This culture of mayhem now ingrained in Liberia, coupled with deep-rooted suspicions between Monrovia and Conakry, point to a military standoff in which a clash is almost inevitable. The Guineans see Taylor and his Monrovia regime as "war-mongers" who cannot be trusted. Countering allegations in 1999 of backing Liberian rebels, Conakry reminded Taylor that his failure to disarm his fighters and implement the Abuja Agreement that ended the war, particularly its provisions on the formulation and training of a professional Army, is the bedrock of the constant armed rebellions, not Guinea. And prior to departing Liberia after clashing with Taylor over the need to implement terms of the Agreement on national security, Nigeria's now Chief of Staff, then ECOMOG Commander Gen. Victor Malu, warned that Taylor's reneging on the provision to train a professional Army for post-war Liberia posed serious security problems in peace consolidation. Thus, the unease between Conakry and Monrovia means that one side must emerge triumphant as Taylor has in Sierra Leone.
The atmosphere between Monrovia and Conakry is fast becoming a scenario then prevailing between Uganda's Idi Amin and the late Tanzanian President Julius Nyerere. Nyerere had to defy international norms and opinion to save Tanzanian from Uganda's spreading cancer of horrors and disintegration. Further implications of regional intervention in conflicts can also be seen in the Democratic Republic of the Congo, where both Rwanda and Uganda are engaged with claims of protecting their national security.
The standoff between Liberia and Guinea has led to a couple of negotiations and ceremonial communiqués, some engineered by the Rev. Jesse Jackson. But dialogue as confidence-building measure has failed to establish trust primarily because Taylor is known as a game player who honors no agreement once his objectives are not met. During negotiations to end the Liberian civil war, he was known to have signed witnessed Agreements, and later disputed his own signature.
Of the three countries that makeup the Mano River Union, a largely ceremonial umbrella organization founded with the dream of integrating their collapsing economies, Guinea remains the only safe haven free from rebel wars now engulfing Liberia and Sierra Leone, the other two members. Conté has transformed Conakry, now the opposite of its former self under the austere and authoritarian rule of Independence President Sekou Touré, with the slogan of economic liberalism. That Taylor and the late President Tourés son, Ahmed Touré, have formed an alliance with common interests depicts changing times in West Africa.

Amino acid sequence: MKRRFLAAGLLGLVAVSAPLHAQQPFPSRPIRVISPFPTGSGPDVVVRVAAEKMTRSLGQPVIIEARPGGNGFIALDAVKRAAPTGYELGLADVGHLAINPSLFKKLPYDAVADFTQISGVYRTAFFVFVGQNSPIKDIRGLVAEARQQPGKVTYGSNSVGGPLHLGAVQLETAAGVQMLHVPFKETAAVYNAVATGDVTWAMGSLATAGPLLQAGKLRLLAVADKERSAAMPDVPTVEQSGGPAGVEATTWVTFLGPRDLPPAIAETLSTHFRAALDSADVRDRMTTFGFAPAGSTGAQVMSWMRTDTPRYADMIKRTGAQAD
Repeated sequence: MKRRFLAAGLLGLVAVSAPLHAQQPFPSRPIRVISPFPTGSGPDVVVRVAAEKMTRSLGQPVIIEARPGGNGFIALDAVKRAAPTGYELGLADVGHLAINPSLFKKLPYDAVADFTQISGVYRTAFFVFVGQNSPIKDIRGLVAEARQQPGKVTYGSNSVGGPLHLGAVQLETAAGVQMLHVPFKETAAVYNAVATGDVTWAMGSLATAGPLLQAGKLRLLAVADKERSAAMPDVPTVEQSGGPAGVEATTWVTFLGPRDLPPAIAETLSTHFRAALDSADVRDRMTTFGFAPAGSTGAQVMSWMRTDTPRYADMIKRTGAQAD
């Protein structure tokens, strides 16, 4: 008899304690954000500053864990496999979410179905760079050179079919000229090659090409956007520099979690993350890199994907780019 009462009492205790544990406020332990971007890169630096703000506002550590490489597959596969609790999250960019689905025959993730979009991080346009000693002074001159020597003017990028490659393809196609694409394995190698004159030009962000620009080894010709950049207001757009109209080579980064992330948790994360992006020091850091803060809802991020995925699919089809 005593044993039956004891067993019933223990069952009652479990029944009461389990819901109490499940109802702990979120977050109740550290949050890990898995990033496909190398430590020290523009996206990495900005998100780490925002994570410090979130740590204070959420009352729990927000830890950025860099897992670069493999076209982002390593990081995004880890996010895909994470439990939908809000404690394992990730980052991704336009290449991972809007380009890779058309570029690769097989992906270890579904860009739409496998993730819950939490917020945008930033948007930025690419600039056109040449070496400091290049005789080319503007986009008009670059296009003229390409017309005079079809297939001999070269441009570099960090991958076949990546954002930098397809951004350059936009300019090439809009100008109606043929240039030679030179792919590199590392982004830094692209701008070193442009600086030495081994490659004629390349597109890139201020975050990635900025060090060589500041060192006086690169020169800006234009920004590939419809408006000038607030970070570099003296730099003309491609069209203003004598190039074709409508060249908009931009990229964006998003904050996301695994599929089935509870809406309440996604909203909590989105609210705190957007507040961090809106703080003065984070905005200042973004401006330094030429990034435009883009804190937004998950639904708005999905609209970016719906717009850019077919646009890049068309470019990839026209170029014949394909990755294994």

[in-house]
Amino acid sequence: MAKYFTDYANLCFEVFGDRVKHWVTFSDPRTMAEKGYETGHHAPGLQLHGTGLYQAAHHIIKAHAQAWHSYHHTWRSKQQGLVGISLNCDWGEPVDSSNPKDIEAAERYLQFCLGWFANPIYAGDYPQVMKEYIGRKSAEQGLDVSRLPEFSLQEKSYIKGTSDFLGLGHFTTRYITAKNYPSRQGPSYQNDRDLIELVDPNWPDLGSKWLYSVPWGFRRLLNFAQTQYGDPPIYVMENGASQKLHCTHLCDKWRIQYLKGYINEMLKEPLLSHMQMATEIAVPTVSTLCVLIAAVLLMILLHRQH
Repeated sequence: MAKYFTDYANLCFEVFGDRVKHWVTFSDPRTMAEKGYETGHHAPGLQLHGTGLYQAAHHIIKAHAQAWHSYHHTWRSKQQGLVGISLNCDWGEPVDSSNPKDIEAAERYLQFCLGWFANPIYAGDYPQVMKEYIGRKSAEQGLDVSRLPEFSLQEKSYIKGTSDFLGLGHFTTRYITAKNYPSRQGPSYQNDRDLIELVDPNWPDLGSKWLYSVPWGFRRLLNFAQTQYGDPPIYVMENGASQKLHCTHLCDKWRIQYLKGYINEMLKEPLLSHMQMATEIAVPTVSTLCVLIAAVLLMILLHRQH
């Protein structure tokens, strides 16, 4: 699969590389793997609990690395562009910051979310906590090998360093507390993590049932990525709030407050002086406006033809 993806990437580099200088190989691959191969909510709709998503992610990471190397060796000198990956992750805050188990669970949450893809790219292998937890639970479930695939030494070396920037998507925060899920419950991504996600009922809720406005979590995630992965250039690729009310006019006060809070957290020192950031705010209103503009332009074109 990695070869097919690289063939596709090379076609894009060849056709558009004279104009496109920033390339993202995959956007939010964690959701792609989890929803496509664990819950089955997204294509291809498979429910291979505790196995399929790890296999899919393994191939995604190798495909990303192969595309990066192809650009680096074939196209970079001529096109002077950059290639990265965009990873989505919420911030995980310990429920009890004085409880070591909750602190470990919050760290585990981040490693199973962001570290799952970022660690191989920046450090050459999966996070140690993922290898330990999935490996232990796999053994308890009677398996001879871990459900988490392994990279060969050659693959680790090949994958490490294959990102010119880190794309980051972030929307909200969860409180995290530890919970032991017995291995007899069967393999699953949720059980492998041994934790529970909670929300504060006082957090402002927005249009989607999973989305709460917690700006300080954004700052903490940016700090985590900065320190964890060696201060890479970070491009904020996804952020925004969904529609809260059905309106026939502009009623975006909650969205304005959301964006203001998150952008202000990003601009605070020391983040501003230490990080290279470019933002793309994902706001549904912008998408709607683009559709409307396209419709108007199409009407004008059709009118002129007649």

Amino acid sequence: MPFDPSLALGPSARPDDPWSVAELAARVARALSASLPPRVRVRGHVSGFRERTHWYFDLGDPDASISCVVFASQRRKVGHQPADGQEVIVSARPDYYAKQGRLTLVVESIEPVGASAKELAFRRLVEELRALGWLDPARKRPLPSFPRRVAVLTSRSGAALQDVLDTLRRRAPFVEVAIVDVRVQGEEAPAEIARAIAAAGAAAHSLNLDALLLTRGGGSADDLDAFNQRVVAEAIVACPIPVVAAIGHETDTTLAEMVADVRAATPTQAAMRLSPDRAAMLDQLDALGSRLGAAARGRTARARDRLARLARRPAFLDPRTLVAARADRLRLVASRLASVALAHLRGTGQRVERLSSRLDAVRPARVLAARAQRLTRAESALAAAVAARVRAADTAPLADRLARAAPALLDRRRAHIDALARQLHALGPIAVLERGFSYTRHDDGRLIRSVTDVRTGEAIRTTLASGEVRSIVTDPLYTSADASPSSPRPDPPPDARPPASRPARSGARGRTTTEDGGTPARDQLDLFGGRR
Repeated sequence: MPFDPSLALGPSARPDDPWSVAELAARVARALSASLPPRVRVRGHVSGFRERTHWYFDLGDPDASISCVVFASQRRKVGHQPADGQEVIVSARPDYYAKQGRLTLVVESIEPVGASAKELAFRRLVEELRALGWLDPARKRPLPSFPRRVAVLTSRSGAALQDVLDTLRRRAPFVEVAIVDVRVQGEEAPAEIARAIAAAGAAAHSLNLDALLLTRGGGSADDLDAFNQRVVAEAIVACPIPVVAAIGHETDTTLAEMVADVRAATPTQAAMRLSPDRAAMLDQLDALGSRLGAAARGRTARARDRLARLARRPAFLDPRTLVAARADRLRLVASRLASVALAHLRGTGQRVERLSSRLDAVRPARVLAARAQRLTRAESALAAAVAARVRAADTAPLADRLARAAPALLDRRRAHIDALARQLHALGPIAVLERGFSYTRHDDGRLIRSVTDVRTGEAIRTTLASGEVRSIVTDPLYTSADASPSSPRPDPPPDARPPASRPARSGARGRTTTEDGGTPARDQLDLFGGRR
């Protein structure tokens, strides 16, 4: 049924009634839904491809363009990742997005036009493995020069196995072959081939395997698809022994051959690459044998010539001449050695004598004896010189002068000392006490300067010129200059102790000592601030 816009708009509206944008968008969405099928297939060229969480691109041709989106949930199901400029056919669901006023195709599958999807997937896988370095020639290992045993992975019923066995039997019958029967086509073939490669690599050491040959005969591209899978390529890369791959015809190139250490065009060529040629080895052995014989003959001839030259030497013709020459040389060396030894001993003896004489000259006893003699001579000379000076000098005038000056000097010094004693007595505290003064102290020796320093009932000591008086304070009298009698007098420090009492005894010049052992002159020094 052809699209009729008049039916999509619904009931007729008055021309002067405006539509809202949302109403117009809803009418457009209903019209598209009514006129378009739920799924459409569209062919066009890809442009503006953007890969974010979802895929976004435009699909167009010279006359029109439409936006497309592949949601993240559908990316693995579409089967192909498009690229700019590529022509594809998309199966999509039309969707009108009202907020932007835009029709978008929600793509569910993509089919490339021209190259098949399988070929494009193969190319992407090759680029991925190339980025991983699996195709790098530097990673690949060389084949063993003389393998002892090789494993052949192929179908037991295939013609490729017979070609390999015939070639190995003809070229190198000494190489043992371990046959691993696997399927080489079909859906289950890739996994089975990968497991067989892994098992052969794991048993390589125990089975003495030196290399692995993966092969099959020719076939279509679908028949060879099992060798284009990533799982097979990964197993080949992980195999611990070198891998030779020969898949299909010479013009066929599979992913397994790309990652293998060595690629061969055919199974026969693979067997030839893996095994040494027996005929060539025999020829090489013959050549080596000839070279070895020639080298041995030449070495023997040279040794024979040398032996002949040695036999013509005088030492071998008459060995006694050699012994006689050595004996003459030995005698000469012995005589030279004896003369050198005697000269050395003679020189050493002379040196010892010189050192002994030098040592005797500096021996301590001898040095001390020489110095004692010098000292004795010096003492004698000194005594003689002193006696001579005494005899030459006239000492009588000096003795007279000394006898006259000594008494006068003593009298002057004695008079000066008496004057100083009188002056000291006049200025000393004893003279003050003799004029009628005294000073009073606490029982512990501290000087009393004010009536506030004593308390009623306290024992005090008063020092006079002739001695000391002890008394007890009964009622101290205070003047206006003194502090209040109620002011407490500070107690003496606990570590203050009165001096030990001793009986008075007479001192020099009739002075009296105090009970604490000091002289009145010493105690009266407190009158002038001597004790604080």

But other signs of trouble in Guinea are prevalent. Political tensions have been rising, demonstrated by the arrest and detention of opposition politician Alpha Konde', accused of aligning with Taylor to overthrow President Lansana Conté. Conté has succeeded in reversing the authoritarian policies of the late President Ahmed Sekou Touré.
President Taylor has never forgiven Guinea and Sierra Leone for participating in the West African intervention force ECOMOG. Moreover, Guinea was host to one of his bitter archrivals later turned ally, Alhaji Kromah of the rebel United Liberation Movement for Democracy in Liberia (Ulimo); neither has he pardoned Sierra Leone for denying him a staging post for his rebellion. After succeeding in bringing Sierra Leone to its knees via the RUF, attention is now focused on Guinea. Paranoia of Guinea's laconic leader has been intensifying with constant allegations of Guinea backing Liberian dissidents. "Let Conté" not play rebel business with me. I am the first major rebel in West Africa: President has warned, adding that in case of war, "Guinea would lose."
Upon his presidential victory in 1997, Taylor decimated the ruling Krahns by launching raids on their strongholds in the capital, Monrovia, killing, according to the US State Department, as many as 300 of them, although other sources put the number of people killed far higher since families and friends were not allowed to bury their dead. The Mandingoes were the next targets. Many were tortured and killed on allegations of fomenting rebellion.
The incursions into Guinea, seen as desperate acts in face of the Government's inability to flush out the dissidents, are said to be geared at internationalizing the fighting by drawing in the Guineans for negotiations and a settlement (turning over the alleged dissidents) at a time when Taylor's army is in disarray. The Defense Minister has been suspended, placed under house arrest and was besieged by the feared Anti-Terrorist Unit. Top officers of non-NPFL background are facing investigation. Now, Taylor is heavily relying on his "Cobra Unit", members of his fanatically loyal Small Boys Unit who have grown into men with unwavering loyalty to a god figure. Amongst them is Eusebio Demmie, former commander of the Small Boys Unit now deputy commander of his bodyguard unit. Another is, Benjamin Yeantang, the commander of Government forces battling dissidents. Another is Dopoe Menkorzon, the Lofa Field Commander.